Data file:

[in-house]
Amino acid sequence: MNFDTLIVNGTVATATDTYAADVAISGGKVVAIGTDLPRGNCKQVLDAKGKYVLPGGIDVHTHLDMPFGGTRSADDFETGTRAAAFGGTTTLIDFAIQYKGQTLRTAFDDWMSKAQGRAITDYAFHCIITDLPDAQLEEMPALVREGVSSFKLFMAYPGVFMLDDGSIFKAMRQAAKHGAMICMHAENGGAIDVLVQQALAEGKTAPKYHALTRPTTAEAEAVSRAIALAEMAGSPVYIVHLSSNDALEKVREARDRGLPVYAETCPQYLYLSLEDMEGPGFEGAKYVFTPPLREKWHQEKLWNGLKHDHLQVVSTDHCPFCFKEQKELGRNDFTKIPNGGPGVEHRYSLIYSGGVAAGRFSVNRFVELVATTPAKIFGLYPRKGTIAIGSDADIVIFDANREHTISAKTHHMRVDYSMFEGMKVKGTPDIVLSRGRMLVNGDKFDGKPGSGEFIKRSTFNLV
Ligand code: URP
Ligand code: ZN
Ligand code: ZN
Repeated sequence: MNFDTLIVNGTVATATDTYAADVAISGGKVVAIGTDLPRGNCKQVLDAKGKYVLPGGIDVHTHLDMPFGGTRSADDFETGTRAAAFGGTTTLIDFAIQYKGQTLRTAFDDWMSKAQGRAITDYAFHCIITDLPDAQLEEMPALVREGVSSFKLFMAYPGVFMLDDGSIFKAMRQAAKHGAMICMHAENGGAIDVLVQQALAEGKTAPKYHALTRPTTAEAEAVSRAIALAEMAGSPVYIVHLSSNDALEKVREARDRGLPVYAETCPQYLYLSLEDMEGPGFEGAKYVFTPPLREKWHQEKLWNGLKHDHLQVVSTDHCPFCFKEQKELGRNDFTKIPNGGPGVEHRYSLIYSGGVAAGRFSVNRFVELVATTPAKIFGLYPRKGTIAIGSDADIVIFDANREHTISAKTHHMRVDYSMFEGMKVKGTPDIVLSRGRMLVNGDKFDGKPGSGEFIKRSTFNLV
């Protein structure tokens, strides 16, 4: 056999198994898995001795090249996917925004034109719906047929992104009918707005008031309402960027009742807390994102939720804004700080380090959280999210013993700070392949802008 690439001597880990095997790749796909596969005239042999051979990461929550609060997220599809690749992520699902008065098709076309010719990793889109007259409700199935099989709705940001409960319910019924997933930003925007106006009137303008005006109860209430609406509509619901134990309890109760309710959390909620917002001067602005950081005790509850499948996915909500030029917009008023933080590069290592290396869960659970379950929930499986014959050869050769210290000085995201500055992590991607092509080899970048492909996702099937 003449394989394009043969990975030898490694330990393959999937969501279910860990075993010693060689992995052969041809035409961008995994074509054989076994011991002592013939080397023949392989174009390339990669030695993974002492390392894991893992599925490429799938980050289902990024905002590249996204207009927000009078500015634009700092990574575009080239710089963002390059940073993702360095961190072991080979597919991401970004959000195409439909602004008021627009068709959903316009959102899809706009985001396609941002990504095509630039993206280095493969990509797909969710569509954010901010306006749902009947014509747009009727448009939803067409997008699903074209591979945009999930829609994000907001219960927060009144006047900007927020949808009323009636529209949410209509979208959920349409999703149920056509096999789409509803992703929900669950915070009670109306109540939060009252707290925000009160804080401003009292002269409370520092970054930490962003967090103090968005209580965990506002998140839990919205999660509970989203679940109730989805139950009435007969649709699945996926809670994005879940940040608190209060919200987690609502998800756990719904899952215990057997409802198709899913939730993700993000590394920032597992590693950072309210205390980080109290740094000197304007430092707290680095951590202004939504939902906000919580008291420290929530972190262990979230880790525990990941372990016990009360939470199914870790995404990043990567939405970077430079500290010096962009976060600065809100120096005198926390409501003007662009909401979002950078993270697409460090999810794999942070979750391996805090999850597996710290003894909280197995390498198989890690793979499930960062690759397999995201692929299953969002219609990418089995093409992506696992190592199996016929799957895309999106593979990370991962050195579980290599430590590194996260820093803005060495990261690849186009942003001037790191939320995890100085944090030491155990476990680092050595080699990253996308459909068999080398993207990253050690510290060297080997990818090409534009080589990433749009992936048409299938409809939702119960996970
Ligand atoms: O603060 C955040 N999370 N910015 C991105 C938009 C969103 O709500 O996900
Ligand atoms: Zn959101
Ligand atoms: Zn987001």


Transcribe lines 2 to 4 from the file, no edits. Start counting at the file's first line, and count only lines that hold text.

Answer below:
Amino acid sequence: MNFDTLIVNGTVATATDTYAADVAISGGKVVAIGTDLPRGNCKQVLDAKGKYVLPGGIDVHTHLDMPFGGTRSADDFETGTRAAAFGGTTTLIDFAIQYKGQTLRTAFDDWMSKAQGRAITDYAFHCIITDLPDAQLEEMPALVREGVSSFKLFMAYPGVFMLDDGSIFKAMRQAAKHGAMICMHAENGGAIDVLVQQALAEGKTAPKYHALTRPTTAEAEAVSRAIALAEMAGSPVYIVHLSSNDALEKVREARDRGLPVYAETCPQYLYLSLEDMEGPGFEGAKYVFTPPLREKWHQEKLWNGLKHDHLQVVSTDHCPFCFKEQKELGRNDFTKIPNGGPGVEHRYSLIYSGGVAAGRFSVNRFVELVATTPAKIFGLYPRKGTIAIGSDADIVIFDANREHTISAKTHHMRVDYSMFEGMKVKGTPDIVLSRGRMLVNGDKFDGKPGSGEFIKRSTFNLV
Ligand code: URP
Ligand code: ZN